William Shakespeare Quotes

All her husbandry doth lie on heaps, Corrupting in its own fertility.
William Shakespeare (1564-1616), British dramatist, poet. Burgundy, in Henry V, act 5, sc. 2, l. 39-40. "Husbandry" means cultivation; French farms are overgrown with noxious weeds because of war.
I am fresh of spirit and resolved To meet all perils very constantly.
William Shakespeare (1564-1616), British dramatist, poet. Cassius, in Julius Caesar, act 5, sc. 1, l. 90-1. Rejecting the bad omens seen before the battle of Philippi.
You seem to me as Dian in her orb, As chaste as is the bud ere it be blown; But you are more intemperate in your blood Than Venus, or those pampered animals That rage in savage sensuality.
William Shakespeare (1564-1616), British dramatist, poet. Claudio, in Much Ado About Nothing, act 4, sc. 1, l. 57-61. Rejecting Hero as a bride: Diana, goddess of the moon and of chastity, is contrasted with Venus, goddess of love or sexuality; "blood" means sensual appetite.
Let me see, what am I to buy for our sheep-shearing feast? Three pound of sugar, five pound of currants, rice—what will this sister of mine do with rice? But my father hath made her mistress of the feast, and she lays it on.
William Shakespeare (1564-1616), British dramatist, poet. Clown, in The Winter's Tale, act 4, sc. 3, l. 36-8. "Lays it on" means does it thoroughly; the midsummer sheep-shearing feast is celebrated countrywide with festivity.
A good old man, sir, he will be talking; as they say, "When the age is in, the wit is out."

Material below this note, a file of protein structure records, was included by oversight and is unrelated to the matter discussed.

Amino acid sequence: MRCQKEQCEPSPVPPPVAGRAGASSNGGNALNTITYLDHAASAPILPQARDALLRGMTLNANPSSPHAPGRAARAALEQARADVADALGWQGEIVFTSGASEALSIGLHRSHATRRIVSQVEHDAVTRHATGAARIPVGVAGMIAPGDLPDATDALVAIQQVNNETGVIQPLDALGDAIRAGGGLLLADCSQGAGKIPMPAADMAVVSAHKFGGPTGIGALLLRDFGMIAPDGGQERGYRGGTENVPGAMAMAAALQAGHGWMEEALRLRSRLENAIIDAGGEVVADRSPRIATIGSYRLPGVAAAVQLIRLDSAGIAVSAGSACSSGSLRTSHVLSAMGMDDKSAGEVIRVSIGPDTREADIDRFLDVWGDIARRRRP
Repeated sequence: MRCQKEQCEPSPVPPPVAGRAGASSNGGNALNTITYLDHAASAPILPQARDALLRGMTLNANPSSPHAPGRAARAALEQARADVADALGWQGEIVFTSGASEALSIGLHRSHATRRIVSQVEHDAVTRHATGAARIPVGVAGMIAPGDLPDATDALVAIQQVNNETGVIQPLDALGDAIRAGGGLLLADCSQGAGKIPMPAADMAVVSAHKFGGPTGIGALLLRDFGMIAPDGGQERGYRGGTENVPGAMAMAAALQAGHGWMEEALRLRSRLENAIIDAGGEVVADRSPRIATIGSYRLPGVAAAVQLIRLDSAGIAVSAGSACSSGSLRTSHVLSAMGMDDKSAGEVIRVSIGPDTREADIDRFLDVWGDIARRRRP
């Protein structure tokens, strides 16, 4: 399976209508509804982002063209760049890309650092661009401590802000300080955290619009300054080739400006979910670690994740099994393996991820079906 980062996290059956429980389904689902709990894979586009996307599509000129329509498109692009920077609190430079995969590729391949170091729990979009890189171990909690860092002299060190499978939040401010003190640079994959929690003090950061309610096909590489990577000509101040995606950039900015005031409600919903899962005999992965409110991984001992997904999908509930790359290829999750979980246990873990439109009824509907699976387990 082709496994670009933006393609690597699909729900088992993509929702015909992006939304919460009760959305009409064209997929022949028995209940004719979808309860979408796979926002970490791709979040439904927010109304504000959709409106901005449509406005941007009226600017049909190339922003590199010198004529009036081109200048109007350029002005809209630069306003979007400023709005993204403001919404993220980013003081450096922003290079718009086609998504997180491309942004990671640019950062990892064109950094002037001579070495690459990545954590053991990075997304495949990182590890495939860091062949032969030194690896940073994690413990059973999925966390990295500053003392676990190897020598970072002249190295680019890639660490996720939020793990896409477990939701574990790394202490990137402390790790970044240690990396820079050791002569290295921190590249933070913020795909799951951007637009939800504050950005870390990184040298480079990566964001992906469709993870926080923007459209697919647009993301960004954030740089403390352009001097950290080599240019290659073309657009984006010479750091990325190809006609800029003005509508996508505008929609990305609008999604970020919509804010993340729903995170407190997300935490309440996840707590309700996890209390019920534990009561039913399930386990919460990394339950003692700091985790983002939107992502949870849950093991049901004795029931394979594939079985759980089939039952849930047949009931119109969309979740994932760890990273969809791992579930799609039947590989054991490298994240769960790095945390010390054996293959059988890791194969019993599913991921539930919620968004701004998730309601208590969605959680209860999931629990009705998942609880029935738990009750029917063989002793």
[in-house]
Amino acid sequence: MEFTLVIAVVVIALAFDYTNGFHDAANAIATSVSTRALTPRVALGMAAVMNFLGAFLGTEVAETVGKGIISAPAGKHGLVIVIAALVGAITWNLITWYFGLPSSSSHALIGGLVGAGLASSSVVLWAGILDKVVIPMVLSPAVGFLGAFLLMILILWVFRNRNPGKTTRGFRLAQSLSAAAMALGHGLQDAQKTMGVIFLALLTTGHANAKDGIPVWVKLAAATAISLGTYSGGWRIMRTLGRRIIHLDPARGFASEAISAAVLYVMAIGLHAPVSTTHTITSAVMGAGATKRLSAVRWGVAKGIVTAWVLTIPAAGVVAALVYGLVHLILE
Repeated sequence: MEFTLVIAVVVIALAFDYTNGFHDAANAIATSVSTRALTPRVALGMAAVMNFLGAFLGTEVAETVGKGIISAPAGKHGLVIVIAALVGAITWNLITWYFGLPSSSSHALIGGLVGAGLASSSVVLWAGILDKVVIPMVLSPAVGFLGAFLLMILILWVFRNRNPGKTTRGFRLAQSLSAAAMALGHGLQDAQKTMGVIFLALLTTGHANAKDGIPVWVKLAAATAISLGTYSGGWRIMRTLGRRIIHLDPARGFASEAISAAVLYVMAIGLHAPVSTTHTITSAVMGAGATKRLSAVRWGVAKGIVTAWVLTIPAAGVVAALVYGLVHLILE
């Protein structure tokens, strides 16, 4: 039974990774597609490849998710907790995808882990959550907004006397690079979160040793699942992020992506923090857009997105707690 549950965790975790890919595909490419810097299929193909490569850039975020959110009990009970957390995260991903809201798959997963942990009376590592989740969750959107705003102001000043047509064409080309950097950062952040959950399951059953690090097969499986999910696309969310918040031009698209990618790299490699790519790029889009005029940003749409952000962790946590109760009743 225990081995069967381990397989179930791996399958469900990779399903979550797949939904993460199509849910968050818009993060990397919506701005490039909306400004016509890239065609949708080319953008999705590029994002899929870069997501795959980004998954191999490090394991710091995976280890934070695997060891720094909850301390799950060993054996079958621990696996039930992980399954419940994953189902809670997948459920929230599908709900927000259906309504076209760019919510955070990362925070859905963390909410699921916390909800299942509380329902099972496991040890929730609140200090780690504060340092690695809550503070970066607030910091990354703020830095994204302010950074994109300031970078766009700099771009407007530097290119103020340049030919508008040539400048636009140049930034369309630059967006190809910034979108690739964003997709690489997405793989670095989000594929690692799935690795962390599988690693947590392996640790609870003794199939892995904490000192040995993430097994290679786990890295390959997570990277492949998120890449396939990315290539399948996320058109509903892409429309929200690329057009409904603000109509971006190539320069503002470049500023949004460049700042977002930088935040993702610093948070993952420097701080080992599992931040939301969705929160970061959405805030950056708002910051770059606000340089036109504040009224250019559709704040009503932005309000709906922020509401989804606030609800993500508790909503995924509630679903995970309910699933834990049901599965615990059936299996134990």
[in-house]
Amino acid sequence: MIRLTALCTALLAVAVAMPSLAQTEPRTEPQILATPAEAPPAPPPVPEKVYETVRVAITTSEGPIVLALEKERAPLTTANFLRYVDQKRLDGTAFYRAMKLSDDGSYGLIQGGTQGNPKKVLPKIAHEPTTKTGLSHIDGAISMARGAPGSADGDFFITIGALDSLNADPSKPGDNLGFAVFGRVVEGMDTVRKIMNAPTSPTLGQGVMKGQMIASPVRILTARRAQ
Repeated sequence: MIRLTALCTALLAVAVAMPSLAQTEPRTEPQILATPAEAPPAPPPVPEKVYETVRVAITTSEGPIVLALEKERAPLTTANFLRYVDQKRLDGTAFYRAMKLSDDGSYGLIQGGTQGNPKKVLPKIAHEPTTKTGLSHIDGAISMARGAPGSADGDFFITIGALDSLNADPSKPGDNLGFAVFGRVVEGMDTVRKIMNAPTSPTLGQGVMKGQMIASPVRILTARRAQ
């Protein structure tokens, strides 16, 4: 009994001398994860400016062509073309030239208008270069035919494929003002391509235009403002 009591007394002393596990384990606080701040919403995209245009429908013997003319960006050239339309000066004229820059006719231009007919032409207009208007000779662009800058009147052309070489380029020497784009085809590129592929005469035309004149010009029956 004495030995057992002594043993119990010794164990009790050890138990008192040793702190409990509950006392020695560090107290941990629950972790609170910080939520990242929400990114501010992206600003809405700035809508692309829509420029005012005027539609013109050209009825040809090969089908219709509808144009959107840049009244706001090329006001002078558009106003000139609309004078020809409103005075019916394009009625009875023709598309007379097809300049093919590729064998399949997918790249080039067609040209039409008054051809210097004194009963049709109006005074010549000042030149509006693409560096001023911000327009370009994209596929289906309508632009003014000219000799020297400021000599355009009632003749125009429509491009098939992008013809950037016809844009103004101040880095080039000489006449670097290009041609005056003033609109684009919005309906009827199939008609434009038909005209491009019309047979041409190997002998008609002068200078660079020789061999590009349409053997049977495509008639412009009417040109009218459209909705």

William Shakespeare (1564-1616), British dramatist, poet. Dogberry, in Much Ado About Nothing, act 3, sc. 5, l. 33-4. On Verges, his assistant; proverbial phrases, though the second alters the proverb, "When the ale (or wine) is in, the wit is out."
Your fair discourse hath been as sugar, Making the hard way sweet and delectable.
William Shakespeare (1564-1616), British dramatist, poet. Earl of Northumberland, in Richard II, act 2, sc. 3, l. 6-7. Flattering Henry Bolingbroke.
What doth gravity out of his bed at midnight?
William Shakespeare (1564-1616), British dramatist, poet. Falstaff, in Henry IV, Part 1, act 2, sc. 4, l. 294. On an old nobleman arriving with a message for Hal.
We'll set thee to school to an ant, to teach thee there's no laboring i' the winter.
William Shakespeare (1564-1616), British dramatist, poet. Fool, in King Lear, act 2, sc. 4, l. 67-8. Proverbs 6:6; Proverbs 30:25.
Now would I give a thousand furlongs of sea for an acre of barren ground, long heath, brown furze, anything.
William Shakespeare (1564-1616), British dramatist, poet. Gonzalo, in The Tempest, act 1, sc. 1, l. 65-7. Facing shipwreck.
Art thou there, truepenny? You hear this fellow in the cellarage, Consent to swear.
William Shakespeare (1564-1616), British dramatist, poet. Hamlet, in Hamlet, act 1, sc. 5, l. 151-2. His father's honest ghost ("truepenny") speaks from under the stage ("the cellarage") urging Hamlet's friends to swear secrecy.